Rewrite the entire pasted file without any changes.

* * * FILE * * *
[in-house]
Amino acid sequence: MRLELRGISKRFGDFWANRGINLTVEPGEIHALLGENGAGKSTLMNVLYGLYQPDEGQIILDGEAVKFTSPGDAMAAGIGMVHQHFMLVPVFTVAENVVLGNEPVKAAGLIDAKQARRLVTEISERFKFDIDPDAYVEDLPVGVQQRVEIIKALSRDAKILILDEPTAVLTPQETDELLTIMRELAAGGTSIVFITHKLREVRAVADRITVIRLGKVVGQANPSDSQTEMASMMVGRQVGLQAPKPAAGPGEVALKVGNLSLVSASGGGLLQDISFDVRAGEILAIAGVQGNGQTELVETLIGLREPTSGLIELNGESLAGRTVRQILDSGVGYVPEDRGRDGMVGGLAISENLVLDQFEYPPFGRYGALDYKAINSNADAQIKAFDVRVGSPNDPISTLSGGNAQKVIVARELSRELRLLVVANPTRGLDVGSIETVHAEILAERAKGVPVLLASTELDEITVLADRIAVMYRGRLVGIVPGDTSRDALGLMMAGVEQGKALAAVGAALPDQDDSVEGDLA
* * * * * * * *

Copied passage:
[in-house]
Amino acid sequence: MRLELRGISKRFGDFWANRGINLTVEPGEIHALLGENGAGKSTLMNVLYGLYQPDEGQIILDGEAVKFTSPGDAMAAGIGMVHQHFMLVPVFTVAENVVLGNEPVKAAGLIDAKQARRLVTEISERFKFDIDPDAYVEDLPVGVQQRVEIIKALSRDAKILILDEPTAVLTPQETDELLTIMRELAAGGTSIVFITHKLREVRAVADRITVIRLGKVVGQANPSDSQTEMASMMVGRQVGLQAPKPAAGPGEVALKVGNLSLVSASGGGLLQDISFDVRAGEILAIAGVQGNGQTELVETLIGLREPTSGLIELNGESLAGRTVRQILDSGVGYVPEDRGRDGMVGGLAISENLVLDQFEYPPFGRYGALDYKAINSNADAQIKAFDVRVGSPNDPISTLSGGNAQKVIVARELSRELRLLVVANPTRGLDVGSIETVHAEILAERAKGVPVLLASTELDEITVLADRIAVMYRGRLVGIVPGDTSRDALGLMMAGVEQGKALAAVGAALPDQDDSVEGDLA